Screenshot 2018-03-25 12.41.23For ‘Apps others use’ I would have previously unticked any option that might have been ticked, though to be honest this is probably superseded by having switched off the platform apps option anyway. But I am a bit ‘belts and braces’ when it comes to Facebook.
    Screenshot 2018-03-25 12.36.45.png

Who are you sharing your Facebook posts with?


Musical accompaniment is ‘She’ (live) by Alice Phoebe Lou – this is used as the end credit song for Bombshell: the Hedy Lamarr story, about the inventor and film star, and was Oscar-shortlisted for Best Original Song.

For all its faults Facebook is pretty good at helping you to decide who can see the posts you put on your timeline and it lets you adjust your privacy settings easily.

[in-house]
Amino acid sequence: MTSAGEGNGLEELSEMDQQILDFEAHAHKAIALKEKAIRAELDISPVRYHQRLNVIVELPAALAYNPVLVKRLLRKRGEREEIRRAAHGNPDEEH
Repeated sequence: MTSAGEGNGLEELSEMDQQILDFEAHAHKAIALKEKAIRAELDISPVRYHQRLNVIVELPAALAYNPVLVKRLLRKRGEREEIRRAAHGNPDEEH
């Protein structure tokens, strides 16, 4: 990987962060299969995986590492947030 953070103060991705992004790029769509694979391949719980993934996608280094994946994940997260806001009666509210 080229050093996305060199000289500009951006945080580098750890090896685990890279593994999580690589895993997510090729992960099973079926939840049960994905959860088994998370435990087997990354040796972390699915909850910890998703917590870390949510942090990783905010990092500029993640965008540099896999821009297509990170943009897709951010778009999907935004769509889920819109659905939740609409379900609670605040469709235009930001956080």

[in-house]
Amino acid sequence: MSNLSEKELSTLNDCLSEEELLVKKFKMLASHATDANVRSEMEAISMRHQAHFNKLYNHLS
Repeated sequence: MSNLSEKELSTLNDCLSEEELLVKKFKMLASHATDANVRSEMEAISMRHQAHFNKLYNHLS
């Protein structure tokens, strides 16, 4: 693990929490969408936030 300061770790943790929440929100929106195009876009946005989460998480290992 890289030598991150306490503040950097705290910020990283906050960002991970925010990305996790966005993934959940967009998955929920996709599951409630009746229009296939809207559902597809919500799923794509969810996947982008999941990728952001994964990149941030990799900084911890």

Below are screenshots of the most common options –



On the left, the globe = public – anything you post to your timeline with this option means it’s available to everyone (whether or not they’re logged in to Facebook, it’s very public). The middle one that looks like two heads = friends and this will be visible to any of your friends. The gear icon on the right indicates the post has been shared with a restricted group of your friends, or some other custom setting.

Note that if you tag a friend (by writing @ theirname [without the space] in the post) then your friend’s friends will ALSO be able to see your post (the icon looks very similar to the friends one though).

To access and amend these options when writing your new post click on the grey option in the screenshot below. Mine says ‘Friends’ as that’s my default setting, yours might be different. When you click on it it will go blue and all the options will appear.

Screenshot 2018-03-17 12.56.47.png